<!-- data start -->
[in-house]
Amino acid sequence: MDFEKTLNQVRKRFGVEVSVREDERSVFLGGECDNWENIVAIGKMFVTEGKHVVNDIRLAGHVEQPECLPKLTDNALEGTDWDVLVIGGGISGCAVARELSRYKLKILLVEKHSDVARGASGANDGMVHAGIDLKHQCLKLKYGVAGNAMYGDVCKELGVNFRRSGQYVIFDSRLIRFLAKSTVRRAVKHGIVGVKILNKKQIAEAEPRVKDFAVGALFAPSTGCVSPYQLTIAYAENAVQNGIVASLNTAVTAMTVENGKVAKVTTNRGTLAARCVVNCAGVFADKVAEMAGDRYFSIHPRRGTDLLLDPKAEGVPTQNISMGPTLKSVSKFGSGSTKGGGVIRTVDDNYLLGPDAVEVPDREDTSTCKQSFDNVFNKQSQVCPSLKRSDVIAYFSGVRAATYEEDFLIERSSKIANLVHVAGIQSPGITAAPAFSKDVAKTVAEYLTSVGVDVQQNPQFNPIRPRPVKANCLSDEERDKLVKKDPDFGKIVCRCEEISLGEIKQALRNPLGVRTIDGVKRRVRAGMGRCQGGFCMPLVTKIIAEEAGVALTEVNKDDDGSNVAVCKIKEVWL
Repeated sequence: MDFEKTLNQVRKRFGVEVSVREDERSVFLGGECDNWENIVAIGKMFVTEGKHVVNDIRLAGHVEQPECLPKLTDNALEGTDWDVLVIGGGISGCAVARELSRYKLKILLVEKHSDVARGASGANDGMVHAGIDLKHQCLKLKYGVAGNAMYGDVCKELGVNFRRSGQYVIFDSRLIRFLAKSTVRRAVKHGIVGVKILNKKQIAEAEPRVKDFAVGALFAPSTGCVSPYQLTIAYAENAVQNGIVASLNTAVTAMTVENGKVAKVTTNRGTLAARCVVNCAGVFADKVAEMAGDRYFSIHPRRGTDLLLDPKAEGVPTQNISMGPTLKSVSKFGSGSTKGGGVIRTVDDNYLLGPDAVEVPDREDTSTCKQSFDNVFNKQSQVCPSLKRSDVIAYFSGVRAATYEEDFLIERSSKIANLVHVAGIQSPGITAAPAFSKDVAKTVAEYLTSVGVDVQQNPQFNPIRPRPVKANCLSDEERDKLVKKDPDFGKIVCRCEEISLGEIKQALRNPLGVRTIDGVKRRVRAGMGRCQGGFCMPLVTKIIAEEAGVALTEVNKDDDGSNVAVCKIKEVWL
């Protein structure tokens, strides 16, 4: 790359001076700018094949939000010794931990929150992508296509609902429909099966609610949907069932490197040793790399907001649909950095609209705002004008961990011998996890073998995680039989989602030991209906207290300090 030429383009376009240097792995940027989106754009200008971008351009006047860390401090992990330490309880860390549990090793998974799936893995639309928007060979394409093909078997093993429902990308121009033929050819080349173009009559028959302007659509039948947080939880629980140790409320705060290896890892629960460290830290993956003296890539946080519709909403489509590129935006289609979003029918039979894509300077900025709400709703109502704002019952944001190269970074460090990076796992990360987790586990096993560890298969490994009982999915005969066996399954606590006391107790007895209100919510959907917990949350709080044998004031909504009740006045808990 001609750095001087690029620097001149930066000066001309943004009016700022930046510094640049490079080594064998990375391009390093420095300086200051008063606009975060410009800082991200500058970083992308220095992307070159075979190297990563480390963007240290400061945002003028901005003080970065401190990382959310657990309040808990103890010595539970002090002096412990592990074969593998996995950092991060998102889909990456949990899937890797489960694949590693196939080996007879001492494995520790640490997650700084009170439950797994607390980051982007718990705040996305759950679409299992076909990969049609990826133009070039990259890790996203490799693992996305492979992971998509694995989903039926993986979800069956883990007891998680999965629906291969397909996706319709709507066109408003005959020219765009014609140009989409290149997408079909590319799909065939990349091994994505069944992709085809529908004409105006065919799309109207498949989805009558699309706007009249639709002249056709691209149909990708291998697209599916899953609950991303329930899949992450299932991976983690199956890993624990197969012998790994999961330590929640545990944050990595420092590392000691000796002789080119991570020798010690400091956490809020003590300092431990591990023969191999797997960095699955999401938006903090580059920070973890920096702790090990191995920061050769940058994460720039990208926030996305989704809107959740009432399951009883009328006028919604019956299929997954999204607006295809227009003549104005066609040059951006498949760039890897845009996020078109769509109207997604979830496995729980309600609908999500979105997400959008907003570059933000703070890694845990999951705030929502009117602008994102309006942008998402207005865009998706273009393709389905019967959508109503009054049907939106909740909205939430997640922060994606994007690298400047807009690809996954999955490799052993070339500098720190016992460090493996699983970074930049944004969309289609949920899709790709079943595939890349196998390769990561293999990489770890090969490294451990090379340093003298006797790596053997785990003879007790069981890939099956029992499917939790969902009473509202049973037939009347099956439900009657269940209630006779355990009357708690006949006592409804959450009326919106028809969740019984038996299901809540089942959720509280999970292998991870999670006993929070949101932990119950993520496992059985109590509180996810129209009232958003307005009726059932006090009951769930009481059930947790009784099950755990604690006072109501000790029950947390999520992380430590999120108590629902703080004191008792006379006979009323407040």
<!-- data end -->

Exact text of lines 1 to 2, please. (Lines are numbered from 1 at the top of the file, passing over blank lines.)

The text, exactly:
[in-house]
Amino acid sequence: MDFEKTLNQVRKRFGVEVSVREDERSVFLGGECDNWENIVAIGKMFVTEGKHVVNDIRLAGHVEQPECLPKLTDNALEGTDWDVLVIGGGISGCAVARELSRYKLKILLVEKHSDVARGASGANDGMVHAGIDLKHQCLKLKYGVAGNAMYGDVCKELGVNFRRSGQYVIFDSRLIRFLAKSTVRRAVKHGIVGVKILNKKQIAEAEPRVKDFAVGALFAPSTGCVSPYQLTIAYAENAVQNGIVASLNTAVTAMTVENGKVAKVTTNRGTLAARCVVNCAGVFADKVAEMAGDRYFSIHPRRGTDLLLDPKAEGVPTQNISMGPTLKSVSKFGSGSTKGGGVIRTVDDNYLLGPDAVEVPDREDTSTCKQSFDNVFNKQSQVCPSLKRSDVIAYFSGVRAATYEEDFLIERSSKIANLVHVAGIQSPGITAAPAFSKDVAKTVAEYLTSVGVDVQQNPQFNPIRPRPVKANCLSDEERDKLVKKDPDFGKIVCRCEEISLGEIKQALRNPLGVRTIDGVKRRVRAGMGRCQGGFCMPLVTKIIAEEAGVALTEVNKDDDGSNVAVCKIKEVWL